The cutback in maintenance support also comes amid growing concern that there could be a backlash on a national and local level if the migrant population puts too much strain on social services in the coastal towns near Rome where they are clustered.
The mayor of Ladispoli complained in February that 8,500 Soviets living in a local resident population of 16,000 was unacceptable. Since then, Soviet families have been spread out more thinly in six other beach towns in an effort to cushion the impact of the waves of migrants.
The floodgates of emigration by Soviet Jews were first flung open in 1987 under Soviet leader Mikhail Gorbachev's program of glasnost (openness) and perestroika (restructuring).
By sea, plane, or train, the emigrants travel first to Vienna and then fly to Rome. The current rate of 4,000 new arrivals each month has made the Italian capital the hub of one of the largest migrations of Jews since the end of World War II.
Mr. Rosenberg expects 40,000 Soviet Jews to transit through Italy in 1989, and the flow is not expected to subside in upcoming years. An estimated 2.5 million Jews are left in the Soviet Union.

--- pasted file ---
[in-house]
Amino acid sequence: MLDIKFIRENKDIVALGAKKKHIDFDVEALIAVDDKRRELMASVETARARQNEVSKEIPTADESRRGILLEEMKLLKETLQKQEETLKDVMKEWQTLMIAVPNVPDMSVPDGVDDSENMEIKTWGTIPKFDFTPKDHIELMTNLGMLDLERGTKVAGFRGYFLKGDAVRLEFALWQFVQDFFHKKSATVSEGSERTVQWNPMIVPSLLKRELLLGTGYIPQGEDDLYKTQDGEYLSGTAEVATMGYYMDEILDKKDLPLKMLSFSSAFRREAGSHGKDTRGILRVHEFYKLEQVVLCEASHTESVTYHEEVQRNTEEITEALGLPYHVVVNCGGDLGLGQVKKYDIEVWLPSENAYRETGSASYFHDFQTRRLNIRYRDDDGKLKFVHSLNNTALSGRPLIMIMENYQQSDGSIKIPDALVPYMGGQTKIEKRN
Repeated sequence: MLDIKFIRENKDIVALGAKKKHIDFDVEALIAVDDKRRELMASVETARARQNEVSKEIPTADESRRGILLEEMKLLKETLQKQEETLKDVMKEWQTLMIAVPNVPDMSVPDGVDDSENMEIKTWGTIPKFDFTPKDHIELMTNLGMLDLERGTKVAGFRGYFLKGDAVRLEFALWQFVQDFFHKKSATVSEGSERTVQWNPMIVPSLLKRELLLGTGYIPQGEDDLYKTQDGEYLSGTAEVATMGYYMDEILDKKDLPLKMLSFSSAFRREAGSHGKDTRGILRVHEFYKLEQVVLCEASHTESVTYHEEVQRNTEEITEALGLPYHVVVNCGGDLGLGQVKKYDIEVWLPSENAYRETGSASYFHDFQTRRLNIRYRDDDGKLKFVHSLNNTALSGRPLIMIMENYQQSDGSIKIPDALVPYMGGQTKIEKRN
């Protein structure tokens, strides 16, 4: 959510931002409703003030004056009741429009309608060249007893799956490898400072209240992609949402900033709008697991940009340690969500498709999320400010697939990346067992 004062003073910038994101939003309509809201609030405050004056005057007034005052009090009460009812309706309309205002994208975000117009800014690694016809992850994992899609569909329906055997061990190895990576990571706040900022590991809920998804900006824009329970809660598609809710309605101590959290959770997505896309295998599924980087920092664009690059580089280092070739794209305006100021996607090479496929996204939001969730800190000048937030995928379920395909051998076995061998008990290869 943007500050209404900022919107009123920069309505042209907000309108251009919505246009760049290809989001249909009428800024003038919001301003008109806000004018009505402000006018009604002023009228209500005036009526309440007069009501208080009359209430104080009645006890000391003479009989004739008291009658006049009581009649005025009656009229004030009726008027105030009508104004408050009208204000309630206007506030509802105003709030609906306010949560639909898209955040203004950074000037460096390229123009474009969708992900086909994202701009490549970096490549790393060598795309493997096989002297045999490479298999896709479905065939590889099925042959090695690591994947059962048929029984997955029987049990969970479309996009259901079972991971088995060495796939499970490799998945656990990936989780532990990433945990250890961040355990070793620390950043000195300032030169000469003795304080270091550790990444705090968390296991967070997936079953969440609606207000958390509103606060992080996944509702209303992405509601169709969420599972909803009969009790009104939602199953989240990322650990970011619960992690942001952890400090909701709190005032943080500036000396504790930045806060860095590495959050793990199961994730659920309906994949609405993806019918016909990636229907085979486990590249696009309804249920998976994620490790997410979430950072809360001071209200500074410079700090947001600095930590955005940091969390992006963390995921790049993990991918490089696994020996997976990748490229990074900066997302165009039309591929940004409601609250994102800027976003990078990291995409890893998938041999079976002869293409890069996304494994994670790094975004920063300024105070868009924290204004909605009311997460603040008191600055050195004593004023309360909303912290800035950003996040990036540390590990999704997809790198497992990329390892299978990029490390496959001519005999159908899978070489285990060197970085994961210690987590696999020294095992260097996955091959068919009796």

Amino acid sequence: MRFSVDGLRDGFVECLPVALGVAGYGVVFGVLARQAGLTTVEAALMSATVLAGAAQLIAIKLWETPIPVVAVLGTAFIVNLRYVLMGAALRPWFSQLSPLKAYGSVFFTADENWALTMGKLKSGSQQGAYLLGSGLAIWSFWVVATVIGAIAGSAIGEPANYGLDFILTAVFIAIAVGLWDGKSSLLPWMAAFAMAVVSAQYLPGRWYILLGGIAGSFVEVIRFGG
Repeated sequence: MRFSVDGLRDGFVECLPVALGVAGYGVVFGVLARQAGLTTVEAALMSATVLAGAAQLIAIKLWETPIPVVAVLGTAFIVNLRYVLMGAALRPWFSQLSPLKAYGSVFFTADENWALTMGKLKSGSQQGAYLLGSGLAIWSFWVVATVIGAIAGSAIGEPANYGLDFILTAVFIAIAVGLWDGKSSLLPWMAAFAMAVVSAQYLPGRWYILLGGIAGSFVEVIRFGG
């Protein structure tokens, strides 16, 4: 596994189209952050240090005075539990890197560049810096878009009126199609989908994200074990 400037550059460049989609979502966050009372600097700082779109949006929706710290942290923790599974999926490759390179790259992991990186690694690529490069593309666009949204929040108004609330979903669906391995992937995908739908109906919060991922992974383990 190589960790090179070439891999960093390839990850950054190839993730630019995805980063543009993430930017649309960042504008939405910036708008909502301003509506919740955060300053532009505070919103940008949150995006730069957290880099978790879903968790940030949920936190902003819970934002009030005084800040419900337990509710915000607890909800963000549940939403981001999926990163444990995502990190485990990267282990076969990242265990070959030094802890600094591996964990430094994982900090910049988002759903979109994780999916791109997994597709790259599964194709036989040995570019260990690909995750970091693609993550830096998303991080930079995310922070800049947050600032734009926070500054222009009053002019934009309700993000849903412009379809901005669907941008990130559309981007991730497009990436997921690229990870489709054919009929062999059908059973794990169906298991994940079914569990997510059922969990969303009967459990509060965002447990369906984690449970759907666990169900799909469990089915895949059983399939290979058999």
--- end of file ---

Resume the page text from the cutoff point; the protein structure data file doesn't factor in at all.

Of those arriving in Italy, nearly 17 percent are now refused admission as refugees to the US, where many already have relatives and friends. The rejection rate peaked in March at 36 percent.
``The US has always been a traditional bastion of freedom,'' explains Rosenberg. ``But there simply is not enough money to bring all these people in as refugees.''
Those who are rejected as refugees have two alternatives: They can still apply for admission to the US with parolee status, or they can go to Israel.
Parolee status means that they must find a sponsor willing to guarantee their livelihood for three years. But a parolee and his or her family is not offered any of the generous resettlement benefits to which refugees are entitled.
On the other hand, few of the recent Soviet emigrants want to move to the war-torn Middle East, despite Israel's eagerness to attract new immigrants. Only 10 percent of the migrants transiting in Italy now opt to go to Israel.
Sergei Ignatyev, a young construction worker from the Ukraine, vigorously shakes his head when asked if he would consider going to Israel if his appeal for admission to the US as a refugee is rejected.